Tag: Financial Assets

It is now some seven years since the financial crisis and nearly seven years since interest rates in the USA, the eurozone, the UK and elsewhere have been close to zero. But have these record low interest rates and the bouts of quantitative easing that have accompanied them resulted in higher or lower investment than would otherwise have been the case? There has been a big argument about that recently.

According to conventional economic theory, investment is inversely related to the rate of interest: the lower the rate of interest, the higher the level of investment. In other words, the demand-for-investment curve is downward sloping with respect to the rate of interest. It is true that in recent years investment has been low, but that, according to traditional theory, is the result of a leftward shift in demand thanks to low confidence, not to quantitative easing and low interest rates.

In a recent article, however, Michael Spence (of New York University and a 2001 Nobel Laureate) and Kevin Warsh (of Stanford University and a former Fed governor) challenge this conventional wisdom. According to them, QE and the accompanying low interest rates led to a rise in asset prices, including shares and property, rather than to investment in the real economy. The reasons, they argue, are that investors have seen good short-term returns on financial assets but much greater uncertainty over investment in physical capital. Returns to investment in physical capital tend to be much longer term; and in the post-financial crisis era, the long term is much less certain, especially if the Fed and other central banks start to raise interest rates again.

“We believe that QE has redirected capital from the real domestic economy to financial assets at home and abroad. In this environment, it is hard to criticize companies that choose ‘shareholder friendly’ share buybacks over investment in a new factory. But public policy shouldn’t bias investments to paper assets over investments in the real economy.”

This analysis has been challenged by several eminent economists, including Larry Summers, Harvard Economics professor and former Treasury Secretary. He criticises them for confusing correlation (low investment coinciding with low interest rates) with causation. As Summers states:

“This is a little like discovering a positive correlation between oncologists and cancer and asserting that this proves oncologists cause cancer. One would expect in a weak recovery that investment would be weak and monetary policy easy. Correlation does not prove causation. …If, as Spence and Warsh assert, QE has raised stock prices, this should tilt the balance toward real investment.”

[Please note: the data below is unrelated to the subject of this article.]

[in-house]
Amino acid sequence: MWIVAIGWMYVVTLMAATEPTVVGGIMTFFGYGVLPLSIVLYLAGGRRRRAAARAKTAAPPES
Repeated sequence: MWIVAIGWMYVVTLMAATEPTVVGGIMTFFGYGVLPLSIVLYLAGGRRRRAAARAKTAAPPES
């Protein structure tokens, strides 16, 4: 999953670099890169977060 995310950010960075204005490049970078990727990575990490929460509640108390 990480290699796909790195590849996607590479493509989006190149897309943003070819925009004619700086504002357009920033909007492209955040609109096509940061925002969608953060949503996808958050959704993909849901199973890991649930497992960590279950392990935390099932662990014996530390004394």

Not surprisingly Spence and Warsh have an answer to this criticism. They maintain that their critique is less of low interest rates but rather of the form that QE has taken, which has directed new money into the purchase of financial assets. This then has driven further asset purchases, much of it by companies, despite high price/earnings ratios (i.e. high share prices relative to dividends). As they say:

“Economic theory might have something to learn from recent empirical data, and from promising new thinking in behavioral economics.”

Study the arguments of both sides and try to assess their validity, both theoretically and in the light of evidence.

Articles

The Fed Has Hurt Business Investment The Wall Street Journal, Michael Spence and Kevin Warsh (26/10/15) [Note: if you can’t see the full article, try clearing cookies (Ctrl+Shift+Delete)]
I just read the ‘most confused’ critique of the Fed this yea Washington Past, Lawrence H. Summers (28/10/15)
A Little Humility, Please, Mr. Summers The Wall Street Journal, Michael Spence and Kevin Warsh (4/11/15) [Note: if you can’t see the full article, try clearing cookies (Ctrl+Shift+Delete)]
Do ultra-low interest rates really damage growth? The Economist (12/11/15)
It’s the Zero Bound Yield Curve, Stupid! Janus Capital, William H Gross (3/11/15)
Is QE Bad for Business Investment? No Way! RealTime Economic Issues Watch, Joseph E. Gagnon (28/10/15)
Department of “Huh!?!?”: QE Has Retarded Business Investment!? Washington Center for Equitable Growth, Brad DeLong (27/10/15)
LARRY SUMMERS: The Wall Street Journal published the ‘single most confused analysis’ of the Fed I’ve read this year Business Insider, Myles Udland (29/10/15)
The Fed’s Loose Money, Financial Markets and Business Investment SBE Council, Raymond J. Keating (29/10/15)
How the QE trillions missed their mark AFR Weekend, Maximilian Walsh (4/11/15)
Financial Markets In The Era Of Bubble Finance – Irreversibly Broken And Dysfunctional David Stockman’s Contra Corner, Doug Noland (8/11/15)

Questions

  1. Go through the arguments of Spence and Warsh and explain them.
  2. Explain what are meant by the ‘yield curve’ and ‘zero bound yield curve’.
  3. What criticisms of their arguments are made by Summers and others?
  4. Apart from the effects of QE, why else have long-term interest rates been low?
  5. In the light of the arguments on both sides, how effective do you feel that QE has been?
  6. How could QE have been made more effective?
  7. What is likely to happen to financial markets over the coming months? What effect is this likely to have on the real economy?

Have you ever woken in the night worrying about your finances? Most of us have. Our overall financial position undoubtedly exerts influence on our spending. Therefore, we would not expect our current spending levels to be entirely determined by our current income level.